Between keeping up with academics and your social life, it can be tempting to put concerns about your personal safety on the back burner. While UMBC is generally a safe campus, we are not a sanctuary from crime or accidents. Residential Life staff works with the UMBC Police and other campus offices to reduce risks to your personal safety and security. Like anywhere else in the world, personal safety is largely dependent on your preventive and precautionary efforts.
The UMBC Police Department publishes material in the form of lectures, films, bulletins, crime alert posters, brochures, and university staff and student newspapers about various topics which include police services, general crime operations, rape awareness, and sexual assault. UMBC Police Officers are available to give presentations on these topics. For more information, please check out their website at www.umbc.edu/police.
Crime Reporting Proceduresback to top
All crimes should be reported directly to the UMBC Police, x5-5555. If you are the victim of a crime, you should call the Police or stop by the police building to initiate a written police report of the incident. If you are the victim of a crime committed by another UMBC student, you may bring University judicial charges against the student in addition to criminal or civil action.
Walking and Running on Campusback to top
Be aware when walking alone or in isolated areas at any time of the day that you can call x5-5555 (University Police) to request an escort from the escort service. Emergency phones are located throughout the campus. Take time to note the location of emergency phones. When walking in parking lots and walkways, stay in well-traveled and well-lit areas, especially at night. Know where you are going ahead of time and walk with a purposeful step near the curb, away from bushes or dark entrance ways. Be aware of your surroundings, checking often to see if you are being followed. If you are being followed, head for a well-lit area where there are likely to be people or use an emergency phone. If you walk or run on Hilltop Circle, try to vary your exercise routine, changing your time or route periodically. Varying your schedule may make you less vulnerable to a planned assault.
Emergency Phonesback to top
Emergency “blue light” phones are located around the campus grounds and are marked by a blue light which makes them visible at night. An emergency phone is also located in most campus elevators. These emergency phones ring directly to the UMBC Police department when the button is pushed. In an emergency, simply pick up one of these phones to contact the Police. The Police operator will be able to identify the location of the phone from which you are calling and dispatch an officer to that location, even if you are unable to provide him or her with this information.
Rape and Sexual Assaultback to top
The Residential Life staff and University Police work cooperatively with University Health Services (UHS) and the Counseling Center to provide support for survivors of rape and sexual assault. If you or someone you know has been sexually assaulted, the UMBC Police can assist you in reporting the crime and contacting on-call staff in other offices to support you. If you report an incident of sexual assault to University Police, you do not need to press criminal charges or ask for University judicial charges to be made against the alleged perpetrator. You may, instead, report the incident merely to have it on record. UMBC Police will respect your decisions regarding the alleged perpetrator whether you wish to file charges or not. The Counseling Center staff is on call through the police for emergency counseling support. If you have been sexually assaulted and would prefer to receive assistance from an off-campus victim’s advocacy program, you may contact “Turnaround” (410) 372-8111.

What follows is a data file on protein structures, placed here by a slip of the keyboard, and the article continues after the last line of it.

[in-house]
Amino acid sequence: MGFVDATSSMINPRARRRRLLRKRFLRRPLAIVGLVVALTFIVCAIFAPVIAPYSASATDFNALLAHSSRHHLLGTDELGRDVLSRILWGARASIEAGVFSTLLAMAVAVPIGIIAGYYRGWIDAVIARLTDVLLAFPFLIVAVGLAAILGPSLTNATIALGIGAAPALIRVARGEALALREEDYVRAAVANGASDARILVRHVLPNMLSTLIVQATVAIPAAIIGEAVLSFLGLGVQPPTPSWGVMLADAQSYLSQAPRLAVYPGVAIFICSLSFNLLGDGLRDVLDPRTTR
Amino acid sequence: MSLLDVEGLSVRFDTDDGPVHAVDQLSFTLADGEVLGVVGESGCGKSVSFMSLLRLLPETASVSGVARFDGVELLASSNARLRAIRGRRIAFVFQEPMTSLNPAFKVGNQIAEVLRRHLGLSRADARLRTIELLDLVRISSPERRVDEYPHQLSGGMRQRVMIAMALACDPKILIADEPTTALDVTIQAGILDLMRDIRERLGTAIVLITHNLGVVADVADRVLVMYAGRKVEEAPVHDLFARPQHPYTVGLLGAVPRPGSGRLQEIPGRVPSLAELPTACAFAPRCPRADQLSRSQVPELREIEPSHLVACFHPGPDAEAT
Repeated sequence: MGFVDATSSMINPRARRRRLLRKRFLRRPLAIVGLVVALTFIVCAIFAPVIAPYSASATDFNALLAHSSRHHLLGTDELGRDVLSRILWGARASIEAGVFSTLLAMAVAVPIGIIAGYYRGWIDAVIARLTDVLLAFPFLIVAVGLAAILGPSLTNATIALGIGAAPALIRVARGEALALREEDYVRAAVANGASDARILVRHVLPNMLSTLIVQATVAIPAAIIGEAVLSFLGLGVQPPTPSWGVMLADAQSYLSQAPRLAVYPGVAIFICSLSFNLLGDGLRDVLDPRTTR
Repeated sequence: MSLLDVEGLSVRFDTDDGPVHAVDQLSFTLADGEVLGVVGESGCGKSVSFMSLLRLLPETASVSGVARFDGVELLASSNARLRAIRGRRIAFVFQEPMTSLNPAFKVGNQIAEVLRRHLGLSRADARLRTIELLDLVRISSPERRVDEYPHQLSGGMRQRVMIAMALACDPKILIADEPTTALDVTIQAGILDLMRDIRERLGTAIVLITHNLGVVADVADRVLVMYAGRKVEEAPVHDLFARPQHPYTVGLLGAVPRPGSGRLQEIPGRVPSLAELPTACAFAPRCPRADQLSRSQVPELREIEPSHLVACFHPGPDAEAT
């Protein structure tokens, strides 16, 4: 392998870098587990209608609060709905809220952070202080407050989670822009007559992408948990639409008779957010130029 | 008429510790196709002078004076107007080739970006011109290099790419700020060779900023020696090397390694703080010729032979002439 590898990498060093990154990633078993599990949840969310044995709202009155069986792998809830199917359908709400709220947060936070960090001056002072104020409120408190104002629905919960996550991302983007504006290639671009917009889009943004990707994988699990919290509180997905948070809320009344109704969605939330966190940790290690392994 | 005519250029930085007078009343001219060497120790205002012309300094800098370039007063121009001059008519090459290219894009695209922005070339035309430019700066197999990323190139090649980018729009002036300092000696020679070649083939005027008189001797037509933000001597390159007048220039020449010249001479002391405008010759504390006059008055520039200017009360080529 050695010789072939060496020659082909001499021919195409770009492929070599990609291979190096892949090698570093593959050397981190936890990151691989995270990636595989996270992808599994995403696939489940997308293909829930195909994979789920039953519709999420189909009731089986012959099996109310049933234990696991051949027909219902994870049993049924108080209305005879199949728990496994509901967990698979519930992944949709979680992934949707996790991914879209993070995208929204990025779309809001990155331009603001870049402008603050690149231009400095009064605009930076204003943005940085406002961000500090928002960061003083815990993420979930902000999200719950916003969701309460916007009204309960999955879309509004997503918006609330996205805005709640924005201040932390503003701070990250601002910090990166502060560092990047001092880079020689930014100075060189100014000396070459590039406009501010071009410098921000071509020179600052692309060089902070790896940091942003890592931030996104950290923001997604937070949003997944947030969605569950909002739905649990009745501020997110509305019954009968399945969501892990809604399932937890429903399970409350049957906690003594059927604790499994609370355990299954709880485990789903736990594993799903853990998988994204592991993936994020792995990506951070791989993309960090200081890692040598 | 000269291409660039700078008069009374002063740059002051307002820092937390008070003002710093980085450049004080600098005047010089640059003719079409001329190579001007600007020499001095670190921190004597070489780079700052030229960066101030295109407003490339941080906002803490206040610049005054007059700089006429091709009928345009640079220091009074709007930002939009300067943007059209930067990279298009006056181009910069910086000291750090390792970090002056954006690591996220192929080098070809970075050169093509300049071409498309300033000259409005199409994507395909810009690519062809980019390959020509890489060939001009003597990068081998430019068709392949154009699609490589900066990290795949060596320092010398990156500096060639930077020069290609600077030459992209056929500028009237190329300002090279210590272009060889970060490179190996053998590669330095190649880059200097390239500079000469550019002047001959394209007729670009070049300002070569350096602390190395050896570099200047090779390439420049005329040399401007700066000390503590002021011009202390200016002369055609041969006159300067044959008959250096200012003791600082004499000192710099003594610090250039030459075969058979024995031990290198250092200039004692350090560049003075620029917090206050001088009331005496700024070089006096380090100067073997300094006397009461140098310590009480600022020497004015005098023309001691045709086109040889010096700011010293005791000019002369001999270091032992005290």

In addition, it is important to remember that many rape victims know their assailant. Take a self defense class. Check out new acquaintances carefully. Do not go anywhere alone with someone you have just met. Double date or spend time in public places with a new interest. Stay in control when out socializing... stay sober and make sure you are in control of your way home. Most of all trust your feelings. If you do not feel safe, leave. For more information on rape and sexual assault, contact University Health Services (UHS) at x5-2542 or stop by UHS to pick up literature.
Theftback to top
While UMBC’s crime rate is relatively low, theft (especially unattended items left in public areas) is one of the most frequently reported crimes. Follow the tips below to reduce your risk of theft.
Engrave your driver’s license number on valuables such as stereos and TVs with engravers available from UMBC Police.
Close and lock your room or apartment door whenever you leave...even if you are just running next door! It takes only a few seconds for a theft to occur.
Don’t leave items unattended in lobbies, lounges, or other public areas such as the Dining Hall or the Commons.
Don’t leave valuable clothing unattended in the laundry room.
Lock your car and keep valuables out of sight.
Park in well-lit areas. Travel on well-lit busy streets, and know the area in which you are traveling. Think about where you would go for help when selecting a route.
Look around before leaving or returning to your vehicle. Before getting into your car, always look in your back seat. Lock your door and windows the minute you enter your car.
Lock your door when you are asleep.
Do not prop doors open.
Use special precaution during move-in and move-out days when it is easy for someone to walk off with your belongings without drawing attention.
Report thefts, property losses or any crime to the UMBC Police immediately.